Reply
  • Shanna Schultz
    December 15, 2011

    Wow, I had never really put this into words like this. I just figured that I eat how I eat and that is that. When you read about the American style of eating, it sounds really convoluted…

    Reply
    • Alex Berger
      December 15, 2011

      It looks that way for sure on paper, though in actual execution it’s not THAT much more work. A friend raised an interesting point as well about the use of the left hand in some middle eastern (and other) cultures. Perhaps that’s a topic for a future blog post =)

      Reply
  • Nina F
    December 15, 2011

    Alex –

    I am totally with you on the hamburger issue – absolutely sacrilegious to disassemble. Just pick it up and eat it! That’s hamburger etiquette!
    That said, I HAVE been known to cut one in half — especially the ginormous burgers that are served in some restaurants these days (we’re definitely not talking White Castle or Krystal here) – otherwise everything comes slipping and sliding out from between the bun, and I end up using a knife and fork to eat it anyway.

    Reply
    • Alex Berger
      December 15, 2011

      Thanks Nina! Yep, the half cut is definitely fair game. I had a section about that in the original post but decided to remove it. We had a claimjumpers near us back in Scottsdale that had what they called a Widowmaker. It was incredible. Bacon, Avocado, A huge paddy, an onion ring and then all the regular fixings. I’d literally have to just mash it down to get into it, but the resulting bite was amazing.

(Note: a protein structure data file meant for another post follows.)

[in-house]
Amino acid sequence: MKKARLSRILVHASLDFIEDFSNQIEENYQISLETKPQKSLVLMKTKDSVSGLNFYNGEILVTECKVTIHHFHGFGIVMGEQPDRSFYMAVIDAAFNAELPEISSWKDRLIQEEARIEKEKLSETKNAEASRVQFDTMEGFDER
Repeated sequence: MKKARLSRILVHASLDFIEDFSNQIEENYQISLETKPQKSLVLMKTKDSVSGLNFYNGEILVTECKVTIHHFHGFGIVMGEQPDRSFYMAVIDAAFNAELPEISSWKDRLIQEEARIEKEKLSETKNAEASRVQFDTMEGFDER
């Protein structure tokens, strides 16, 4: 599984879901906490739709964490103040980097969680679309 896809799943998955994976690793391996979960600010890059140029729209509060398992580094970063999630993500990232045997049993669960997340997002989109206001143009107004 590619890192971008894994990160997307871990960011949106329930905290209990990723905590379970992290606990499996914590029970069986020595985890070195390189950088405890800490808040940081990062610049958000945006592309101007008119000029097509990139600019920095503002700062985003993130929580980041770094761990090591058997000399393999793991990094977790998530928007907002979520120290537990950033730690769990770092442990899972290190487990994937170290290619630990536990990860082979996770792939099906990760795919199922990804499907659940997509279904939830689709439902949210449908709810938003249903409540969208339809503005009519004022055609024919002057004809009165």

Reply
  • Paul Cunningham
    December 20, 2011

    And then there’s pasta! I guess I never really learned the correct method of eating pasta with a fork and spoon.

    Reply
    • Alex Berger
      December 20, 2011

      Ahh yes, I’m right there with you on that one. I wonder what the regional differences are there. Another thing to research!

      Reply
  • Linda
    December 22, 2011

    I can remember being shown at a tender age how to properly use a knife and fork by a friendly hotel manager (and no it was nothing like in “Pretty Woman”!). My family were, basically, working class, and although I’d been taught not to eat with my mouth open, nor put my elbows on the table whilst the meal was in progress, wielding the knife and fork hadn’t been that important. I had the end of the knife extending out between my thumb and forefinger, in the way I hold a pen. This guy showed me how to keep the end in the palm of my hand and to use the knife like a saw – it made it so much easier to cut steak!

    I couldn’t agree more about burgers, but both in UK and Spain we just eat them like a sandwich! Knives and forks are only necessary somewhere posher! Oh, and the pasta? No spoon!